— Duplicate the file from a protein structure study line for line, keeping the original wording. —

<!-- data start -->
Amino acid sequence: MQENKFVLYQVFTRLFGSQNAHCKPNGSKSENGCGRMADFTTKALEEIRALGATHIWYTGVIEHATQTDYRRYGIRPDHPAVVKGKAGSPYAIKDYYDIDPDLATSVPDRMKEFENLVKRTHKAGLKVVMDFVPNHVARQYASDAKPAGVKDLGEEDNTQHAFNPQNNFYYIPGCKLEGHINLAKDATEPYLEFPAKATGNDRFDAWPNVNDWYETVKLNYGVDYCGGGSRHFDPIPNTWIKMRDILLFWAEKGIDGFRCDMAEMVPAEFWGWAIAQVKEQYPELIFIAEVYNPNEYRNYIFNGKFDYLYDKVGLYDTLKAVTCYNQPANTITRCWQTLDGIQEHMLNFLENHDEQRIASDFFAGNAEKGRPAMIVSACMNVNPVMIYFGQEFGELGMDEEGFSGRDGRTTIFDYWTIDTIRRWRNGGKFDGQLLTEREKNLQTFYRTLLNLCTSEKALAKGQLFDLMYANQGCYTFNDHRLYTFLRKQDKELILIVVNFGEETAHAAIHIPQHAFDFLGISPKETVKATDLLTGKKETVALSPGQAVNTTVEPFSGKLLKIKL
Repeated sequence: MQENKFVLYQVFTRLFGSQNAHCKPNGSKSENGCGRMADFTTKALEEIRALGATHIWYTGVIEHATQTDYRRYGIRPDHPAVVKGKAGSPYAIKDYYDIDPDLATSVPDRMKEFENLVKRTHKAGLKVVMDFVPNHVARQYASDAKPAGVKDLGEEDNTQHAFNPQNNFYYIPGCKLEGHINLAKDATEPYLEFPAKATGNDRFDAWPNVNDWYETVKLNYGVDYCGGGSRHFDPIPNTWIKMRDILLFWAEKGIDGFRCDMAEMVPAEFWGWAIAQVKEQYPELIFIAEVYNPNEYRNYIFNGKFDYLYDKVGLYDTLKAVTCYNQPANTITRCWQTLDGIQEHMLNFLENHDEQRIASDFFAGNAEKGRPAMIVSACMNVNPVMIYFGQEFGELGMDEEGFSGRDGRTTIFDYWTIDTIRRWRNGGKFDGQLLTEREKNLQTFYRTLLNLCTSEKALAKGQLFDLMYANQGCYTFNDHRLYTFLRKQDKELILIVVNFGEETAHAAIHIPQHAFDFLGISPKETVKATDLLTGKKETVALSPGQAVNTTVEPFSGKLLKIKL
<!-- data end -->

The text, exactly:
Amino acid sequence: MQENKFVLYQVFTRLFGSQNAHCKPNGSKSENGCGRMADFTTKALEEIRALGATHIWYTGVIEHATQTDYRRYGIRPDHPAVVKGKAGSPYAIKDYYDIDPDLATSVPDRMKEFENLVKRTHKAGLKVVMDFVPNHVARQYASDAKPAGVKDLGEEDNTQHAFNPQNNFYYIPGCKLEGHINLAKDATEPYLEFPAKATGNDRFDAWPNVNDWYETVKLNYGVDYCGGGSRHFDPIPNTWIKMRDILLFWAEKGIDGFRCDMAEMVPAEFWGWAIAQVKEQYPELIFIAEVYNPNEYRNYIFNGKFDYLYDKVGLYDTLKAVTCYNQPANTITRCWQTLDGIQEHMLNFLENHDEQRIASDFFAGNAEKGRPAMIVSACMNVNPVMIYFGQEFGELGMDEEGFSGRDGRTTIFDYWTIDTIRRWRNGGKFDGQLLTEREKNLQTFYRTLLNLCTSEKALAKGQLFDLMYANQGCYTFNDHRLYTFLRKQDKELILIVVNFGEETAHAAIHIPQHAFDFLGISPKETVKATDLLTGKKETVALSPGQAVNTTVEPFSGKLLKIKL
Repeated sequence: MQENKFVLYQVFTRLFGSQNAHCKPNGSKSENGCGRMADFTTKALEEIRALGATHIWYTGVIEHATQTDYRRYGIRPDHPAVVKGKAGSPYAIKDYYDIDPDLATSVPDRMKEFENLVKRTHKAGLKVVMDFVPNHVARQYASDAKPAGVKDLGEEDNTQHAFNPQNNFYYIPGCKLEGHINLAKDATEPYLEFPAKATGNDRFDAWPNVNDWYETVKLNYGVDYCGGGSRHFDPIPNTWIKMRDILLFWAEKGIDGFRCDMAEMVPAEFWGWAIAQVKEQYPELIFIAEVYNPNEYRNYIFNGKFDYLYDKVGLYDTLKAVTCYNQPANTITRCWQTLDGIQEHMLNFLENHDEQRIASDFFAGNAEKGRPAMIVSACMNVNPVMIYFGQEFGELGMDEEGFSGRDGRTTIFDYWTIDTIRRWRNGGKFDGQLLTEREKNLQTFYRTLLNLCTSEKALAKGQLFDLMYANQGCYTFNDHRLYTFLRKQDKELILIVVNFGEETAHAAIHIPQHAFDFLGISPKETVKATDLLTGKKETVALSPGQAVNTTVEPFSGKLLKIKL